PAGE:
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Converting a digital control signal to an analog control signal

Discussion in 'Electronic Design' started by Matt, May 5, 2004.

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  1. Matt

    Matt Guest

    I have a circuit operating off 120VAC Line voltage, that turns on a
    motor when a photo eye is broken. Simple really. The photo eye is
    connected to a relay which switches power to the motor. I want to
    replace the photo eye with a digital signal. However the relay is of
    analog design. This would be easier if i could replace the relay with
    one that accepts a digital control signal.

    So my question is what is the best way to convert the digital control
    signal (probably 24 VDC) to an analog one?

    could I use an analog opto-isolator? Would it work?
    can you apply a digital voltage to one side of an opto isolator
    and switch on an analog voltage on the other side?
  2. David Wooff

    David Wooff Guest

    Whether "digital" or "analogue", a voltage source is a voltage source (even
    though it may have different characteristics such as source impedance etc.).
    If your digital output can supply enough current to drive the opto-isolator
    and the output of the opto isolator can sink enough current to drive your
    relay coil then I think you have a solution. Be aware that you may need to
    protect your opto isolator output if driving a coil (using a diode across
    the coil for example - but check this as I'm a little rusty). Look at the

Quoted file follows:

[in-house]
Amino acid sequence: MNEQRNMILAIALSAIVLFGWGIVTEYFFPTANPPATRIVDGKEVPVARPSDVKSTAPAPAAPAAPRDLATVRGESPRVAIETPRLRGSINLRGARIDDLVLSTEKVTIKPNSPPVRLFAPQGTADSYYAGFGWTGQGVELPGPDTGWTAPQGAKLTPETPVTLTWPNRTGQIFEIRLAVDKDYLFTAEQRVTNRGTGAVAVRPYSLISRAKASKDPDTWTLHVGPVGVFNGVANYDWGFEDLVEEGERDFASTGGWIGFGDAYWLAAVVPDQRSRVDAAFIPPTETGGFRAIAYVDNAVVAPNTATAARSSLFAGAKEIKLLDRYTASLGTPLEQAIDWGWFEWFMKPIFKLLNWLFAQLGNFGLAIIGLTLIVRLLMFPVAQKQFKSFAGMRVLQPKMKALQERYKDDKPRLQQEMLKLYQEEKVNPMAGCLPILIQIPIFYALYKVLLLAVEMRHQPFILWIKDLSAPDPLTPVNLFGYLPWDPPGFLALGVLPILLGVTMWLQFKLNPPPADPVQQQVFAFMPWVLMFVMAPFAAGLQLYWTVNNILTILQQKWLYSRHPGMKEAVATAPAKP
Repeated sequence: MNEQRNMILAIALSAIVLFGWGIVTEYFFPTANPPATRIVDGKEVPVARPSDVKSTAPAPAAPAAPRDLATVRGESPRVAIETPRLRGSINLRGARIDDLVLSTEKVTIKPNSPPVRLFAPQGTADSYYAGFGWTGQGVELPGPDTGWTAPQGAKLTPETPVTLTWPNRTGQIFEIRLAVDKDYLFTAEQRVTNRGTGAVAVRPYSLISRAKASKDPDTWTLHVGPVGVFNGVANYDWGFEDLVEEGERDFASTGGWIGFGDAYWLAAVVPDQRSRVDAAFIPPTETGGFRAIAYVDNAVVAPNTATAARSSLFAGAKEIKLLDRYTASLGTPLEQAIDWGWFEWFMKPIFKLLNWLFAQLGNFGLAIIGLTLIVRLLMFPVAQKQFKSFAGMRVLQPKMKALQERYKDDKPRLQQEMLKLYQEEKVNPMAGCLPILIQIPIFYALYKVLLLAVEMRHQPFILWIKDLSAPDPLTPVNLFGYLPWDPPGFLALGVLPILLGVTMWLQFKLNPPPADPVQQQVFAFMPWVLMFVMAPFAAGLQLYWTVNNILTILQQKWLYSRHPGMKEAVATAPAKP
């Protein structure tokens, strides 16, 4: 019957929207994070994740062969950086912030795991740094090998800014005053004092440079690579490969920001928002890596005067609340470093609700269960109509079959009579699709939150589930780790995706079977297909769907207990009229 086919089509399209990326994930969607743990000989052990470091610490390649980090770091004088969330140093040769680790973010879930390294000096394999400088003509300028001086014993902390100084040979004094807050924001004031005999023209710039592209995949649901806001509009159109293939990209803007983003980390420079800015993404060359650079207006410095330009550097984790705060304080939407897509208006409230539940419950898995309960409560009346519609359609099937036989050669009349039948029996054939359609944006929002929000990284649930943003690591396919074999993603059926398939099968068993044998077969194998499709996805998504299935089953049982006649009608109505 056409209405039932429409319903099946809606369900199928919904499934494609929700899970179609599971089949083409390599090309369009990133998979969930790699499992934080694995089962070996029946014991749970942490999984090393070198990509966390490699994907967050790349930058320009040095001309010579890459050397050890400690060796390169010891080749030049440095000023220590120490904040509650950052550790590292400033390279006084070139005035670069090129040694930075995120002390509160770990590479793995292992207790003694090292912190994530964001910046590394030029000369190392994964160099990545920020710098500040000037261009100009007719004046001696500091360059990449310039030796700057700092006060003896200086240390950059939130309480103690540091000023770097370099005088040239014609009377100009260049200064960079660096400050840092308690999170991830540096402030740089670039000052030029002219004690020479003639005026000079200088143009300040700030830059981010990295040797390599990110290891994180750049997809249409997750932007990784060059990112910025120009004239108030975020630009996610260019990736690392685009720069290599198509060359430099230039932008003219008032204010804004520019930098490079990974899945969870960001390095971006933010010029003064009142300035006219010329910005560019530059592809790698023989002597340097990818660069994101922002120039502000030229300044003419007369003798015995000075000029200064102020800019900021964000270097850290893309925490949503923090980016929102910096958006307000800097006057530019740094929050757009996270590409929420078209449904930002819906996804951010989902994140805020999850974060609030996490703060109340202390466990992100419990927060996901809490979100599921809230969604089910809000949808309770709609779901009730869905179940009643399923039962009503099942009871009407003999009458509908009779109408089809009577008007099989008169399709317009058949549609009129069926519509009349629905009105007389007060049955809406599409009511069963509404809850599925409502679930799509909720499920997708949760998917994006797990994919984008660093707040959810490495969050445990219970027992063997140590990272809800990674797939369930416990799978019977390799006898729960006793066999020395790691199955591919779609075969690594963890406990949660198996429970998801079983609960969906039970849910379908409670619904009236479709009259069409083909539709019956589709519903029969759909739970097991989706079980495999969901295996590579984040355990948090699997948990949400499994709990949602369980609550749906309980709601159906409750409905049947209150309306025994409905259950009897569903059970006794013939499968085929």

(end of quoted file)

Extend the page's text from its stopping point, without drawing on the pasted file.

data sheets for your components to answer the above questions.
  3. Soeren

    Soeren Guest

    Hi Matt,

    Err, a digital signal is an analog signal without the "grey tones".

    Why do you want an "analog voltage" ? After all, it is a relay you want
    to control and it is quite digital in its behaviour :)
  4. A relay is a very digital thing by its nature. It can be on or off. Anything
    in between is not wanted and has to last as short as possible. So if you
    know the required voltage and the resistance of the relaycoil, you know what
    "digital" signal you need to switch the relay. If you want more precise
    suggestions you'll have to tell something more first. So what is the source
    of your digital signal? Does you "electronic eye" has a light source or does
    it use available light?

  5. Guest

    CLARE makes a bunch of TTL controlled relays in a 6 pin dip. I've used
    them up to 1 amp. Do a web sarch, I forget the part number (though I
    have some in the basement, you get stuck, I'll go dig them out)
  6. Bob Myers

    Bob Myers Guest

    Not really.

    A digital signal is one whose value is interpreted directly as a
    numeric quantity, via any of a number of encoding/decoding
    methods. There are most certainly signals with more than two
    possible states which are considered to be "digital" (for instance,
    consider the signals produced by a modem, or the encoding used
    in a digital television broadcast).

    Conversely, an "analog" signal is just what the name implies - it
    is a signal in which some basic parameter (voltage, frequency or